purposes of prevention, investigation, detection or prosecution of criminal offences or the execution of criminal penalties, and the free movement of such data (General Data Protection Directive),
One of the rights likely to come into conflict with the right to data protection is the right to freedom of expression.
This right includes the “freedom to hold opinions and to receive and impart information and ideas without interference by public authority and regardless of frontiers”.
Case law of the European Court of Human Rights concerning the protection of personal data, DP (2013) Case law, available at: www.coe.int/t/dghl/standardsetting/dataprotection/Judgments/DP 2013 Case Law_Eng_ FINAL.pdf.
in order to achieve a balance between the two fundamental rights, the derogations and limitations of the right to data protection must apply only insofar as is strictly necessary. In those circumstances, the Court considered that activities such as those carried out by Markkinapörssi and Satamedia concerning data from documents which are in the public domain under national legislation, may be classified as ‘journalistic activities’ if their object is the disclosure to the public of information,
European Data Protection Supervisor (EDPS)
1.2.3. Freedom of the arts and sciences Another right to balance against the right to respect for private life and to data protection is the freedom of the arts and sciences, explicitly protected under Article 13 of the Charter.
ECtHR, Vereinigung bildender Künstler v. Austria, No. 68345/01, 25 January 2007; see especially paras. 26 and 34. Context and background of European data protection law 31 section of the population. Those who created, performed, distributed or exhibited works of art contributed to the exchange of ideas and opinions and the state had the obligation not to encroach unduly on their freedom of expression. Given that the painting was a collage and used photos of only the heads of persons, and that their bodies were painted in an unrealistic and exaggerated manner, which obviously did not aim to reflect or even suggest reality, the ECtHR further stated that “the painting could hardly be understood to address details of [the depicted’s] private life, but rather related to his public standing as a politician” and that “in this capacity [the depicted] had to display a wider tolerance in respect of criticism”. Weighing the different interests at stake, the ECtHR found that the unlimited prohibition against further exhibiting the painting was disproportionate. The Court concluded that there had been a violation of Article 10 of the ECHR.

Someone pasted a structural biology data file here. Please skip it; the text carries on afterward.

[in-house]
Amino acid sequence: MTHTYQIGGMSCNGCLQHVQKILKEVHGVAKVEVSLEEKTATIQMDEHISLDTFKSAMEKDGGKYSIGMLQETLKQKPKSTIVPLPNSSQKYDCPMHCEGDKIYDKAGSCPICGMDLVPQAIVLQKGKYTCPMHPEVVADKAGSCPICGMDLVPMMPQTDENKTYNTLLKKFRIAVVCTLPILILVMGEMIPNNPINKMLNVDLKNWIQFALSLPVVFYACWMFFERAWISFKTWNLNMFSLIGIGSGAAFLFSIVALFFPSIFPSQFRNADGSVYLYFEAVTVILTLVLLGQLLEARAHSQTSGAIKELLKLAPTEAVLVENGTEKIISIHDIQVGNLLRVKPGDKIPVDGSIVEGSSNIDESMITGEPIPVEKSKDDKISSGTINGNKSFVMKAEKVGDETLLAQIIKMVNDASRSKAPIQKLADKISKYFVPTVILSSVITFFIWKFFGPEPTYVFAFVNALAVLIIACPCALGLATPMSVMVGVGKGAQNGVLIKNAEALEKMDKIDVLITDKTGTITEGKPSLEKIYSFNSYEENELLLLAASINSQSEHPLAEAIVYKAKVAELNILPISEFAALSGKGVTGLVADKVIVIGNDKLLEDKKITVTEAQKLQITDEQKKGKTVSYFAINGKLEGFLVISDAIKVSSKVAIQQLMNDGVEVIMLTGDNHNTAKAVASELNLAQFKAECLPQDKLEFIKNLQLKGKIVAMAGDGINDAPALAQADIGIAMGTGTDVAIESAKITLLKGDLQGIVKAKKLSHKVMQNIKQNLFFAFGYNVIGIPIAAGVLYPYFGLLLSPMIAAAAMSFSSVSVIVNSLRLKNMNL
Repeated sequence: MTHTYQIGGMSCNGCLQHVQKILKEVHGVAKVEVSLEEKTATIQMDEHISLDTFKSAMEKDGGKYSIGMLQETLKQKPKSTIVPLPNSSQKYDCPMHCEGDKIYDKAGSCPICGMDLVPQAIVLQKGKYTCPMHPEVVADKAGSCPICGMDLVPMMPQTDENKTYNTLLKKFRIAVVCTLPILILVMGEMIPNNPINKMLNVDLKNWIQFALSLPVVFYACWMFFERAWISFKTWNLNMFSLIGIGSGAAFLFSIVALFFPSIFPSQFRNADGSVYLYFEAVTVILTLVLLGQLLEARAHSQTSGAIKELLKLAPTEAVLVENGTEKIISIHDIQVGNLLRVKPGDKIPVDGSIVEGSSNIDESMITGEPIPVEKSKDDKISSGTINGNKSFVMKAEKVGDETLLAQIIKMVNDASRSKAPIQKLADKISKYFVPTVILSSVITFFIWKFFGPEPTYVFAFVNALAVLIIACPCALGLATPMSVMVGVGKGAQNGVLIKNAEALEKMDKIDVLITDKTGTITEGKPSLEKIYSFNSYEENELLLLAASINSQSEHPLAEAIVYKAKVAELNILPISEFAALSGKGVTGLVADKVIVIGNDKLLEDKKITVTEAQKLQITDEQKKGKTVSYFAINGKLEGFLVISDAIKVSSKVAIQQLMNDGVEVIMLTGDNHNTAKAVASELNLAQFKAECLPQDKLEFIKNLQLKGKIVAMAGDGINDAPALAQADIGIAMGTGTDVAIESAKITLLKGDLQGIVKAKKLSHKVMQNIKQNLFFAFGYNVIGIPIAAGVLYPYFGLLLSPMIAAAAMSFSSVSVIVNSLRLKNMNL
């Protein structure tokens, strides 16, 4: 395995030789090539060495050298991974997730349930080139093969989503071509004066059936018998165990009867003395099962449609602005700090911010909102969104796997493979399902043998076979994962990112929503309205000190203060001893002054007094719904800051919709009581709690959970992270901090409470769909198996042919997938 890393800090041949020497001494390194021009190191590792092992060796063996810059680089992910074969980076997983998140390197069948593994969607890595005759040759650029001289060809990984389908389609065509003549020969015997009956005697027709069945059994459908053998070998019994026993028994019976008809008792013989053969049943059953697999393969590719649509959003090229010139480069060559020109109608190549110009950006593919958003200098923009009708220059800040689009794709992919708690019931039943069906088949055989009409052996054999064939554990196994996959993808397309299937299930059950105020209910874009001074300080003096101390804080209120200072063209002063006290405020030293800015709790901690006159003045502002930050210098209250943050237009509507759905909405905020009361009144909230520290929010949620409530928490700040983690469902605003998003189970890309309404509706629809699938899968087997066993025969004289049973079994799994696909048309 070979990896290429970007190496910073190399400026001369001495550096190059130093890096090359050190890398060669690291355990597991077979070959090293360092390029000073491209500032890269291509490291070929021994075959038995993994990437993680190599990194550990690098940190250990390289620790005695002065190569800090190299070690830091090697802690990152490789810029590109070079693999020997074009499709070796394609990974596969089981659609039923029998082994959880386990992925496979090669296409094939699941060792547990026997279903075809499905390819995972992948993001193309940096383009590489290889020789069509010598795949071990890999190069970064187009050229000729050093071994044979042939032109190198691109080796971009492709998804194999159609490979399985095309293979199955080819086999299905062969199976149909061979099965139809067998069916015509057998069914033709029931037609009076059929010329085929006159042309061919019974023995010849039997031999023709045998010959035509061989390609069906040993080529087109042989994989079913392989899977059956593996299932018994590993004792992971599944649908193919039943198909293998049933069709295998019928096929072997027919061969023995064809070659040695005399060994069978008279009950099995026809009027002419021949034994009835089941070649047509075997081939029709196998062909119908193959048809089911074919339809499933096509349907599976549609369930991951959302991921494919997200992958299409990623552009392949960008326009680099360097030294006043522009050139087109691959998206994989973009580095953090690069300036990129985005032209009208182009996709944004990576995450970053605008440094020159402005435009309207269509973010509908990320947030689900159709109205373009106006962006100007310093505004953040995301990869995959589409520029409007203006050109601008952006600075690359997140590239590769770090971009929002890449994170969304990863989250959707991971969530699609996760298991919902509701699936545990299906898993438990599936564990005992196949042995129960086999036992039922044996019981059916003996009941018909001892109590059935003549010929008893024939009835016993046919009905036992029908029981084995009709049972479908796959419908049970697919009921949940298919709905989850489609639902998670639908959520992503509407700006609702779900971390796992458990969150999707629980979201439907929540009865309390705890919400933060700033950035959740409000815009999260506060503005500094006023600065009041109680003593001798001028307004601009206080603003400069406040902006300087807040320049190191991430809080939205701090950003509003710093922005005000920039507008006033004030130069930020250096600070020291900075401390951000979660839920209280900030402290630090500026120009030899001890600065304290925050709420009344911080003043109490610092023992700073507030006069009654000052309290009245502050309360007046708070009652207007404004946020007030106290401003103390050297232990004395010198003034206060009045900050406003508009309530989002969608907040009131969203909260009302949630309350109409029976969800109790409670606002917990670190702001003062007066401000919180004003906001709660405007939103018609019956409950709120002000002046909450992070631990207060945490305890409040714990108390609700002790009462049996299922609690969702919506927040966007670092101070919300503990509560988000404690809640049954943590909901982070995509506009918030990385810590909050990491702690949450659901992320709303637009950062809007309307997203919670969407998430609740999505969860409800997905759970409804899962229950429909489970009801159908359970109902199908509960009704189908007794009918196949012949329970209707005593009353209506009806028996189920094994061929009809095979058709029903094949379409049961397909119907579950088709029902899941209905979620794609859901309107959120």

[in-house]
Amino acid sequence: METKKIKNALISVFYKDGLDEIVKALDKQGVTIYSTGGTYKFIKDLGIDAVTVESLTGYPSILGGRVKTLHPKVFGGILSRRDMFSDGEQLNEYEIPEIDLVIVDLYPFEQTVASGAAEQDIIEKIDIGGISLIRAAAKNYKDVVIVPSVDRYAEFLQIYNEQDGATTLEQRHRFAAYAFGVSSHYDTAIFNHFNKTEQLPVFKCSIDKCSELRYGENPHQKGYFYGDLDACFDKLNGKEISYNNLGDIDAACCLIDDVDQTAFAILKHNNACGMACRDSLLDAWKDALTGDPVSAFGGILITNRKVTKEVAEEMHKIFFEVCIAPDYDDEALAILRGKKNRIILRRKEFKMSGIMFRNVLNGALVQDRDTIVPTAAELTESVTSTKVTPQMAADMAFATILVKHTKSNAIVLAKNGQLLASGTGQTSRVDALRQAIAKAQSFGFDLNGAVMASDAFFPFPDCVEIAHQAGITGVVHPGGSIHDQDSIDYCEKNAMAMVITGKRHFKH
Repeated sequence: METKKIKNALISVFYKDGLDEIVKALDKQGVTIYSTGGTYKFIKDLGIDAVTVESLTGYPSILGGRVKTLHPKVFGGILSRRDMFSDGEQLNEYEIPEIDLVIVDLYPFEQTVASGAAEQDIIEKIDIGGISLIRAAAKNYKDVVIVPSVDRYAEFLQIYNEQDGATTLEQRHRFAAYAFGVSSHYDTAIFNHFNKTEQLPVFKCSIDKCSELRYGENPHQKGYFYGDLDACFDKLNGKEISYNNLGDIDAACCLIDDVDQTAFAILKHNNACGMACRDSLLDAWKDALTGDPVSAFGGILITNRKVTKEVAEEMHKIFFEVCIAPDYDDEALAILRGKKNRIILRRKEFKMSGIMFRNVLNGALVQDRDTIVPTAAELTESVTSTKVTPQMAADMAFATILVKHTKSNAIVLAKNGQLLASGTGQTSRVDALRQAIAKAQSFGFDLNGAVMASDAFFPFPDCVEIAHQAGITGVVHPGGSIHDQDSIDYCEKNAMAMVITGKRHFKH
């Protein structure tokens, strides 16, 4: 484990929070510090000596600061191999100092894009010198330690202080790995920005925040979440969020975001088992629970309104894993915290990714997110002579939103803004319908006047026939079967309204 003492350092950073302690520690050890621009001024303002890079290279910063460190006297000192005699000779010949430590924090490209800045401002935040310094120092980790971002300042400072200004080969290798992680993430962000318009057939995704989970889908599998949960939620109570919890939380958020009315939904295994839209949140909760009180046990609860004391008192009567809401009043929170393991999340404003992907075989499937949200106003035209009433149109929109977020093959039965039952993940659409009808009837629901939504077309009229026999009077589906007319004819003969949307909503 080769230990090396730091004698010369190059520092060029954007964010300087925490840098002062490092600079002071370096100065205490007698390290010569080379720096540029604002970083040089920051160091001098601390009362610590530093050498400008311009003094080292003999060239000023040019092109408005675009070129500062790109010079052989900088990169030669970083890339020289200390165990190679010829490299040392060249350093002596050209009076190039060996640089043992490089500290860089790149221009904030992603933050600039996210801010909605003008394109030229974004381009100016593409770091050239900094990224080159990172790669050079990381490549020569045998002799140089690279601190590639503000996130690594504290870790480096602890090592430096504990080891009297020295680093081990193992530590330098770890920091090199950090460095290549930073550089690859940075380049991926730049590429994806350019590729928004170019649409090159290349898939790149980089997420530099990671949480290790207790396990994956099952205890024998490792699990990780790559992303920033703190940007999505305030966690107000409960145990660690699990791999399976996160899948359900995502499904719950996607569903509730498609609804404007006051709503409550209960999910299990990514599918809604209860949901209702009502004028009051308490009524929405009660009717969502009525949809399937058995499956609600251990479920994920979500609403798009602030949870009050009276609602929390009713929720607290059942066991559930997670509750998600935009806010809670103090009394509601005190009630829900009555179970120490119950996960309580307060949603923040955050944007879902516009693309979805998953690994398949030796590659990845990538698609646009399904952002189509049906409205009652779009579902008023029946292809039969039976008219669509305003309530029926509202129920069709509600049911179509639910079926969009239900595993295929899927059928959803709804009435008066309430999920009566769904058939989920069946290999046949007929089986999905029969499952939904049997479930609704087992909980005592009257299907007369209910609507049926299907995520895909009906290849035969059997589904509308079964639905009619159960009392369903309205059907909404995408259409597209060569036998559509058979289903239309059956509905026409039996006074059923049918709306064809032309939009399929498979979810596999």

Several directives can be found in the EU legal order, aiming at the effective protection of intellectual property, in particular copyright. Intellectual property covers not only literary and artistic property but also patent, trademark and associated rights.
internet file-sharing platforms.
Directive on privacy and electronic communications (2002/58/EC), do not preclude Member States from laying down an obligation to disclose personal data in the context of civil proceedings, to ensure the effective protection of copyright.
Personal data Key points • Data are personal data if they relate to an identified or at least identifiable person, the data subject.
• A person is identifiable if additional information can be obtained without unreasonable effort, allowing the identification of the data subject.
• Data are anonymised if they no longer contain any identifiers; they are pseudonymised if the identifiers are encrypted.
Rights under the ECHR are guaranteed not only to natural persons but to everyone.
protection of natural persons; however, the contracting parties may extend data protection to legal persons, such as business companies and associations in their domestic law.
Under EU law as well as under CoE law, information contains data about a person if: • an individual is identified in this information; or • if an individual, while not identified, is described in this information in a way which makes it possible to find out who the data subject is by conducting further research.
Evidently identification requires elements which describe a person in such a way that he or she is distinguishable from all other persons and recognisable as an individual.